Book Review: "11/22/63" by Stephen King

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The cover of 11/22/63 is enough to draw in a huge readership. You have the name of the literal and figurative king of horror. History buffs will recognize the eponymous date that U.S. President John Fitzgerald Kennedy was shot and killed by an assassin, presumably Lee Harvey Oswald. I don't know about you, but I was easily sucked in.

On first glance, I was curious if this was another of Stephen King's forays into non-fiction. There is no denying that the man is fixated on an earlier, simpler America. Perhaps it was time for him to write facts about the times that inspired him. Was 11//22/6 something else like Richard Preston's The Hot Zone–a non-fiction book told like a novel? Was Stephen King combining fact and fiction? It turned out to be the latter.

King has obviously waded through a mountain of research to complete 11/22/63 and, as far as this history buff can tell, he never grievously deviates from the facts as we know them. In fact, he digs right into the gritty little details. One cannot help noticing that King seems to enjoy these details–the gritty story of the bad guy. He always has.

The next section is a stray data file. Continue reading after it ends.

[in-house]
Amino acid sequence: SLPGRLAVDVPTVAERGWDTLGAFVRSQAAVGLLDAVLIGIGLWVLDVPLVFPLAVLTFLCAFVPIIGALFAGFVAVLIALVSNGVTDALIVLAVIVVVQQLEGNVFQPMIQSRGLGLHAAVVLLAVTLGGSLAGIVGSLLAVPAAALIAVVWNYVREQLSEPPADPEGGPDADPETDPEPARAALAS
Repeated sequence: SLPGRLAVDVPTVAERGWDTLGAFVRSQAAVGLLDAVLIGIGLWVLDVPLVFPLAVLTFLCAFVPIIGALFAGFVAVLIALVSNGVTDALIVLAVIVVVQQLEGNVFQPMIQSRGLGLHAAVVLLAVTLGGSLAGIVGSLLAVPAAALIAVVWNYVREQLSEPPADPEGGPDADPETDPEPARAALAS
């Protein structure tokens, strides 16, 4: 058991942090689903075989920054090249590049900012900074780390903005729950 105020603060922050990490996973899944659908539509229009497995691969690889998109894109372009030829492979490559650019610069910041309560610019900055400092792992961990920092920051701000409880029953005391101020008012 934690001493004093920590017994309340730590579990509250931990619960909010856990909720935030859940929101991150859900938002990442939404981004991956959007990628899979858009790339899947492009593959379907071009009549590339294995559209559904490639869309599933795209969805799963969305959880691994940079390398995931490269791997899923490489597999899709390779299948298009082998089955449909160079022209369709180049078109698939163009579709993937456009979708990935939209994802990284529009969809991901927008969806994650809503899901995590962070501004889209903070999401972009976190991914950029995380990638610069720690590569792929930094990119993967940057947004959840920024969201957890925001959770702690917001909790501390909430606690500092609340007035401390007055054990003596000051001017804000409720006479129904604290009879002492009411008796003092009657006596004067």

I will try to give away practically nothing about this book because I want you to read it. So, I will have to be cryptic. Yes, this book delves deeply into the assassination of President Kennedy, but more the events leading up to it. The central characters in the book are not historical figures. They are the usual fictitious small town, likeable, flawed characters you find in King's novels. They are in quite an unusual situation. The past and the present intertwine with love, loss and a struggle against the supernatural. There is also a brilliant nod to It in 11/22/63. If you are a fan, you cannot miss it.

When I first started reading, I thought that I was going to spend the whole time wanting to skip ahead to the moment King provoked us with. He certainly did not need this topic to sell books, so my only explanation is that he knew we would be itching to find out what happens in Dealey Plaza in Stephen King's imagination. However, to my surprise, I did not skip forward once. I wanted more to know how he got there than what happened once he did. I knew King was not going to do something crazy like change history . . . or was he? You will have to find out.

Update: The book was made into a very good miniseries. Check that out too, if you can.

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